But if Ilona knew I was responsible for her mother’s death, she would have true reason to fear me. Her sentiments would transform to hate in the blink of an eye.
It was an accident. I discovered what I was in that moment, in the most unfortunate of ways, when I was nothing more than an innocent six-year-old with a proud, gap-tooth grin.
I only remember a plump, redheaded woman hugging me—Mother’s handmaiden. The hug was enchanting, like warm sunshine on my bare skin. Until the woman went still and the feeling washed away. She went slack in my arms, and I didn’t have the strength to hold her upright as she toppled to the ground, shriveled beyond her years as if she had aged decades in those brief moments.
Hours later, Mother found me sobbing on my bony knees at the woman’s side, fists clutching her skirts. She took one look at the desiccated face before me, those unseeing eyes, and recoiled.
That was the day we learned I’m a vygora—an energy reader and life force absorber—but not a regular vygora. Transference is unheard of, yet I can absorb and transfer energy from one body to another, much to Mother’s delight.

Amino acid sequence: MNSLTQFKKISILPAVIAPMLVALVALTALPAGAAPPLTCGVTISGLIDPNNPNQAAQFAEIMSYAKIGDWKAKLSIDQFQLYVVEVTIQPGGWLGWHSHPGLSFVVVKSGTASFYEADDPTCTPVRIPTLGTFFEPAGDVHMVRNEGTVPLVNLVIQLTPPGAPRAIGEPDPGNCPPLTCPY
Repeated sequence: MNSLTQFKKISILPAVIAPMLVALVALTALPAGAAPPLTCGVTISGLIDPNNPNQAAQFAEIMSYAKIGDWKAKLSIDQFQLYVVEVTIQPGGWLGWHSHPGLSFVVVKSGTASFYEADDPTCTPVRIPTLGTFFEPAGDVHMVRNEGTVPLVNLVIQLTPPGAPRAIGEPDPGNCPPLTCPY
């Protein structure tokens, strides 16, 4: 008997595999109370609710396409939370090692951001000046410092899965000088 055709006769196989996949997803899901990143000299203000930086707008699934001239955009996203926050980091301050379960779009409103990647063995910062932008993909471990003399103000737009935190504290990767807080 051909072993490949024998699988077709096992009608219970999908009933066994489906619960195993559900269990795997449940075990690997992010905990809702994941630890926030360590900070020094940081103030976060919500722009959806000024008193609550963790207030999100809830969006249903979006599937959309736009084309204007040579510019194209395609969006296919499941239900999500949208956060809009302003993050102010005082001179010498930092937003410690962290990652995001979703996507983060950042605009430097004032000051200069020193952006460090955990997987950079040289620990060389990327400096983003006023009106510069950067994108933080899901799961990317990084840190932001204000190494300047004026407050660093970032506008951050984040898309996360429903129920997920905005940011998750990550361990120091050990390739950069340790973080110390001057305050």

At first, Mother only brought me prisoners to practice my ability on. When the well of prisoners ran dry, she sought volunteers to come to the palace grounds under the guise of these weekly festivities. Over the years, the gatherings have become larger and more exciting—the islanders eager to partake in a bacchanal with their queen. As for Ilona, she never learned the truth about her mother’s death. We took her in, and she’s been like a sister to me—proof that my callous mother does indeed have a heart despite what the masses assume.